New-home sales took a nosedive in April, with the seasonally adjusted annual rate of 591,000 units sold during the month registering as the lowest level of activity in two years.
According to data from the U.S. Census Bureau and the U.S. Department of Housing and Urban Development, April’s annualized sales pace is down 16.6% from the revised March rate of 709,000 units and 26.9% below the April 2021 estimate of 809,000. April’s decline was the fourth consecutive monthly decrease in new-home sales and the second straight month with a double-digit percentage-point plunge. Coupled with recent news of depressed single-family construction activity and continued existing-home weakness, April’s numbers add fuel to the fire of weakening homebuyer demand amid rising mortgage rates, low inventory and still-high prices.
Economists polled by Reuters had projected April new-home sales at 750,000, so the actual figure came in far below consensus expectations. New-home sales can be somewhat volatile month over month, but April’s decline marks the biggest 30-day decline since July 2013 — when mortgage rates also were sharply rising.
The new-home market, in particular, is sensitive to upward shifts in mortgage rates, noted Odeta Kushi, deputy chief economist at First American Financial Corp. Thus, the ongoing rate climb has been a big blow to sales.
“Affordability is a growing challenge as higher new-home prices and rising mortgage rates are pricing out some buyers,” Kushi said. “One year ago, 25% of new-home sales were priced below $300,000. In April of this year, only 10% of new-home sales were priced below $300,000.”
“The volume of signed sales contracts significantly declined in April as the cost of purchasing a home increased in 2022 as interest rates surged higher,” said Jerry Konter, chairman of the National Association of Home Builders (NAHB). “Higher construction costs fueled by rising material prices and supply-side constraints along with limited existing-home inventory are pricing many potential homebuyers out of the market.”
Indeed, worsening affordability keeps taking its largest toll on entry-level and first-time buyers. Homes priced at $399,000 and below comprised only 36% of new-home sales last month, Wells Fargo economists noted. That’s down 44% month over month and 58% year over year. Meanwhile, the share of new-home sales priced above $400,000 grew to 64%, up from 55% this past March and 42% in April 2021. And while sales are slowing, prices keep growing. New-home prices were up almost 20% year over year, with the median sales price rising to $450,600, a record high.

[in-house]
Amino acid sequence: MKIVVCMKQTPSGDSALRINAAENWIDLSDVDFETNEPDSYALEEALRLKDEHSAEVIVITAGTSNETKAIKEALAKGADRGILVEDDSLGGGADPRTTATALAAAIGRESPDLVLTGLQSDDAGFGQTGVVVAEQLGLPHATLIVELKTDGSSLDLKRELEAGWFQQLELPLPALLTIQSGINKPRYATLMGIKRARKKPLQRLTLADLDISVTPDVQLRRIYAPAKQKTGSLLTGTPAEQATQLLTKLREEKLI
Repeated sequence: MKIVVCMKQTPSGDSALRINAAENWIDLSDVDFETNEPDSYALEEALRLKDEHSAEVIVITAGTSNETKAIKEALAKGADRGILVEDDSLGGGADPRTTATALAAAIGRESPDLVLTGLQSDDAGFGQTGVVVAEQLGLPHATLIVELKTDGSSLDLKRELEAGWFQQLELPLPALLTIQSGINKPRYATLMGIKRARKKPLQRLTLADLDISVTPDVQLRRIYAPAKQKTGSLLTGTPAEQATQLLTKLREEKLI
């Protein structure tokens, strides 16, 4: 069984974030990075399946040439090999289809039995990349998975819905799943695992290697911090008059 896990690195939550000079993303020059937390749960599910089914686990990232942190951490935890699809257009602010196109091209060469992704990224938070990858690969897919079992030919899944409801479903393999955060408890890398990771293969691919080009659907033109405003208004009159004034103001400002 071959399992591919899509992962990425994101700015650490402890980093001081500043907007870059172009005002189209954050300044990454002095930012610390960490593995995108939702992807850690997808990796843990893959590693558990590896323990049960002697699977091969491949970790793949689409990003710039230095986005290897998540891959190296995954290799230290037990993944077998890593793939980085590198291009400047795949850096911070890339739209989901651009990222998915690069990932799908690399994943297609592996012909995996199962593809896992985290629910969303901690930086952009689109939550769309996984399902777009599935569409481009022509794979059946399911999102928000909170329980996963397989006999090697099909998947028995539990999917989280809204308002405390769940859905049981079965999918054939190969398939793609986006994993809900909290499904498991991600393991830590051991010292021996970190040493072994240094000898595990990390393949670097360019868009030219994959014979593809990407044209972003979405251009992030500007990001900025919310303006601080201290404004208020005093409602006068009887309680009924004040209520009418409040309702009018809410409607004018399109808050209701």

Slow sales have helped to slightly ease the ongoing inventory slump, with the supply of unsold new homes in April up to 44,000 units, a gain of 8.3%. April is the fourth straight month that inventory has grown, pushing the supply at the current sales pace to nine months, the longest since May 2010. Many of these homes, however, are still under construction; the number of unsold homes still being built in April grew to 288,000, the most since 2007. The share of completed, ready-to-occupy homes in April was 8.6%, dipping by 10.4% annually, while the share of new-home inventory still under construction rose from 62.8% to 64.9% over this same time frame.
NAHB chief economist Robert Dietz cautioned that April’s sales figures could spell troubles for the greater U.S. economy in the months ahead.
“The April drop for new-home sales is a clear recession warning,” Dietz said. “The median price of a newly built single-family home increased 19.7% year over year. The combination of higher prices and increased interest rates are generating a notable slowing of the housing market. While the nation needs additional housing, home sales are slackening as tightening monetary policy continues to put upward pressure on mortgage rates and supply chain disruptions raise construction costs.”